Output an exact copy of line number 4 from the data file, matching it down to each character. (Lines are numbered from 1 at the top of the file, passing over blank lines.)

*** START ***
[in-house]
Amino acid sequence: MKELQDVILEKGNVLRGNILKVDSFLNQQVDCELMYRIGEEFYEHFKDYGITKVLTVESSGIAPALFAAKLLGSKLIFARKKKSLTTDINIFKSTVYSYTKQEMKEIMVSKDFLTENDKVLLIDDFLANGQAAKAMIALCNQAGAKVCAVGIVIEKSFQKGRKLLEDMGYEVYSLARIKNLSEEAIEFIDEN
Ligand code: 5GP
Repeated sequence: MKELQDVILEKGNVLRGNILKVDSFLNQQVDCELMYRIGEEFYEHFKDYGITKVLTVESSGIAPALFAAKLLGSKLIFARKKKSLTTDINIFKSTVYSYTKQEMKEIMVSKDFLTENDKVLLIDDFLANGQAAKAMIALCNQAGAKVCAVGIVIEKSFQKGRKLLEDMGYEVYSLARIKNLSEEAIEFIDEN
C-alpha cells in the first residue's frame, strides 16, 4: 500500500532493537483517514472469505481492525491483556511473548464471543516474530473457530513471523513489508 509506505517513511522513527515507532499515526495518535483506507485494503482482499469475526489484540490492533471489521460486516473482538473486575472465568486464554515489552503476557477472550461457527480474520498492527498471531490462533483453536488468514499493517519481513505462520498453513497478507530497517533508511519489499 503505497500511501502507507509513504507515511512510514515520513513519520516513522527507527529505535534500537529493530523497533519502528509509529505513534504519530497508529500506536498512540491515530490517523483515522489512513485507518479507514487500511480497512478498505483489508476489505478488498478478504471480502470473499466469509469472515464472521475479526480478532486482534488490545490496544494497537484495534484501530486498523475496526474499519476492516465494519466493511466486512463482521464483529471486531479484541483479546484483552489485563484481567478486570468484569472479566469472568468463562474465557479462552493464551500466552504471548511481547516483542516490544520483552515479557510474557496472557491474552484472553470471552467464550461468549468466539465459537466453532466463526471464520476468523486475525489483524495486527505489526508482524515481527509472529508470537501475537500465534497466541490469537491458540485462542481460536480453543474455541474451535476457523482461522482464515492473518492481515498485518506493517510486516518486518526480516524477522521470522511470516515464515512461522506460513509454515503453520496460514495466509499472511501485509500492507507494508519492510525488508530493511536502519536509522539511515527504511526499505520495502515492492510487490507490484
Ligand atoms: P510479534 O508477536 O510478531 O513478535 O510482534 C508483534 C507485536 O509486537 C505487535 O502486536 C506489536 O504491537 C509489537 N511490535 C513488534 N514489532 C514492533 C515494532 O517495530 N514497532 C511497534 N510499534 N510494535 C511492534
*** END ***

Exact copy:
Repeated sequence: MKELQDVILEKGNVLRGNILKVDSFLNQQVDCELMYRIGEEFYEHFKDYGITKVLTVESSGIAPALFAAKLLGSKLIFARKKKSLTTDINIFKSTVYSYTKQEMKEIMVSKDFLTENDKVLLIDDFLANGQAAKAMIALCNQAGAKVCAVGIVIEKSFQKGRKLLEDMGYEVYSLARIKNLSEEAIEFIDEN